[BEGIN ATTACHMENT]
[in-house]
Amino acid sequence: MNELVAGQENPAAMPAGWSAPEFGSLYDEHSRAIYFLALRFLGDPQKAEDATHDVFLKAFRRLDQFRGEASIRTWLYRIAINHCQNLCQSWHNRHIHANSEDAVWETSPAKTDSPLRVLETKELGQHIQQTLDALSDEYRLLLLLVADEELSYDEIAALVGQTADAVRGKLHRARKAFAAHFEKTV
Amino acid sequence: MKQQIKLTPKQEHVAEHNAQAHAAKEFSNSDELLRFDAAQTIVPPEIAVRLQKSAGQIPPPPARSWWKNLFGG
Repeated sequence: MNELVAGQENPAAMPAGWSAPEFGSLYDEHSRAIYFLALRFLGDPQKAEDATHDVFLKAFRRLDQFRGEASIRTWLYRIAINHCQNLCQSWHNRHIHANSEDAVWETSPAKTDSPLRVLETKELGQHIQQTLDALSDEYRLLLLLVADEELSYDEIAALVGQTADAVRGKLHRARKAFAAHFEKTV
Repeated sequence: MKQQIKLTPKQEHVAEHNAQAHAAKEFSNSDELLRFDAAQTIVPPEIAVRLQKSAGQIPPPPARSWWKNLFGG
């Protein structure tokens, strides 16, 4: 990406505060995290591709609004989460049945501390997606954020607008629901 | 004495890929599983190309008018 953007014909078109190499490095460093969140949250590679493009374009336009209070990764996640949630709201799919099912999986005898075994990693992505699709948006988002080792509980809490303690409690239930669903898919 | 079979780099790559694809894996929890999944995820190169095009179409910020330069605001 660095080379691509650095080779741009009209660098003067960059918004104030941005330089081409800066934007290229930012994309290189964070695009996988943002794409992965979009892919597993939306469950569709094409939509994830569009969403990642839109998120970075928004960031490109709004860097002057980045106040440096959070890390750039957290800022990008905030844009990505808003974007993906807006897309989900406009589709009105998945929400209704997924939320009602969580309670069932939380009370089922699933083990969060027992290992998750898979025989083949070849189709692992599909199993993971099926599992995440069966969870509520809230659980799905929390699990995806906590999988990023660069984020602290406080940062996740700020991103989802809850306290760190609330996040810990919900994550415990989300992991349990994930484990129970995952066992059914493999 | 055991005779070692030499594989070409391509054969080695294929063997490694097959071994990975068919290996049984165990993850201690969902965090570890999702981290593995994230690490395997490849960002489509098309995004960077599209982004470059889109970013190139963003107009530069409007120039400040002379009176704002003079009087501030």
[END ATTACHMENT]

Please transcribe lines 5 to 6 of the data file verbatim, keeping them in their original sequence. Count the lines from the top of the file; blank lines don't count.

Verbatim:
Repeated sequence: MKQQIKLTPKQEHVAEHNAQAHAAKEFSNSDELLRFDAAQTIVPPEIAVRLQKSAGQIPPPPARSWWKNLFGG
């Protein structure tokens, strides 16, 4: 990406505060995290591709609004989460049945501390997606954020607008629901 | 004495890929599983190309008018 953007014909078109190499490095460093969140949250590679493009374009336009209070990764996640949630709201799919099912999986005898075994990693992505699709948006988002080792509980809490303690409690239930669903898919 | 079979780099790559694809894996929890999944995820190169095009179409910020330069605001 660095080379691509650095080779741009009209660098003067960059918004104030941005330089081409800066934007290229930012994309290189964070695009996988943002794409992965979009892919597993939306469950569709094409939509994830569009969403990642839109998120970075928004960031490109709004860097002057980045106040440096959070890390750039957290800022990008905030844009990505808003974007993906807006897309989900406009589709009105998945929400209704997924939320009602969580309670069932939380009370089922699933083990969060027992290992998750898979025989083949070849189709692992599909199993993971099926599992995440069966969870509520809230659980799905929390699990995806906590999988990023660069984020602290406080940062996740700020991103989802809850306290760190609330996040810990919900994550415990989300992991349990994930484990129970995952066992059914493999 | 055991005779070692030499594989070409391509054969080695294929063997490694097959071994990975068919290996049984165990993850201690969902965090570890999702981290593995994230690490395997490849960002489509098309995004960077599209982004470059889109970013190139963003107009530069409007120039400040002379009176704002003079009087501030």